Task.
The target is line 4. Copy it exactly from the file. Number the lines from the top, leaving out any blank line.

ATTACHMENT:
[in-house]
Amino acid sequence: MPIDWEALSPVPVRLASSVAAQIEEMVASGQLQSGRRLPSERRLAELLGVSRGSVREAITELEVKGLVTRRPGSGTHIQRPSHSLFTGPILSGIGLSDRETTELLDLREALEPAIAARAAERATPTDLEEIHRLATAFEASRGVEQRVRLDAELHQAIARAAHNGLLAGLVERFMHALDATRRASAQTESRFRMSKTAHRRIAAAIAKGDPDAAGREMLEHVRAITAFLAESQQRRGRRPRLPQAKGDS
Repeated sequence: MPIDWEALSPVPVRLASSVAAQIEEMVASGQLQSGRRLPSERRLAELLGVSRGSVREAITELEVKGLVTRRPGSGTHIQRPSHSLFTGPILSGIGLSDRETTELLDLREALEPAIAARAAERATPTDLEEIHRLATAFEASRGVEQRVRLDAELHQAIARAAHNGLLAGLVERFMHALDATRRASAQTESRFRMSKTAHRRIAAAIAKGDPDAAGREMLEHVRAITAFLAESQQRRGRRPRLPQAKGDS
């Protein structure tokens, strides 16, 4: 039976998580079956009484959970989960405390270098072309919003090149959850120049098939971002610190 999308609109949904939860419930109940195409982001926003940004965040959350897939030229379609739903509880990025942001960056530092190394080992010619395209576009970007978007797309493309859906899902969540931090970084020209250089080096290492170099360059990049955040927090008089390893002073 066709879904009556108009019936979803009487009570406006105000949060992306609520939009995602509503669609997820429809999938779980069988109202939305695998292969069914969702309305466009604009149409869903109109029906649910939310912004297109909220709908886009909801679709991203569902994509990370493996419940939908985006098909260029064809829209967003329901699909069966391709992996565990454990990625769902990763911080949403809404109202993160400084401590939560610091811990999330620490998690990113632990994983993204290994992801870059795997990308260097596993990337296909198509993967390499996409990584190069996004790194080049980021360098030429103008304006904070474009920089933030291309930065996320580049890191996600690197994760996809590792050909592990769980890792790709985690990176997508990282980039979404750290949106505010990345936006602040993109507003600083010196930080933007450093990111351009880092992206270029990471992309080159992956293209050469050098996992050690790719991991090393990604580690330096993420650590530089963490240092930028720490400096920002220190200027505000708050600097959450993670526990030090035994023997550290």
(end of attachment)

């Protein structure tokens, strides 16, 4: 039976998580079956009484959970989960405390270098072309919003090149959850120049098939971002610190 999308609109949904939860419930109940195409982001926003940004965040959350897939030229379609739903509880990025942001960056530092190394080992010619395209576009970007978007797309493309859906899902969540931090970084020209250089080096290492170099360059990049955040927090008089390893002073 066709879904009556108009019936979803009487009570406006105000949060992306609520939009995602509503669609997820429809999938779980069988109202939305695998292969069914969702309305466009604009149409869903109109029906649910939310912004297109909220709908886009909801679709991203569902994509990370493996419940939908985006098909260029064809829209967003329901699909069966391709992996565990454990990625769902990763911080949403809404109202993160400084401590939560610091811990999330620490998690990113632990994983993204290994992801870059795997990308260097596993990337296909198509993967390499996409990584190069996004790194080049980021360098030429103008304006904070474009920089933030291309930065996320580049890191996600690197994760996809590792050909592990769980890792790709985690990176997508990282980039979404750290949106505010990345936006602040993109507003600083010196930080933007450093990111351009880092992206270029990471992309080159992956293209050469050098996992050690790719991991090393990604580690330096993420650590530089963490240092930028720490400096920002220190200027505000708050600097959450993670526990030090035994023997550290």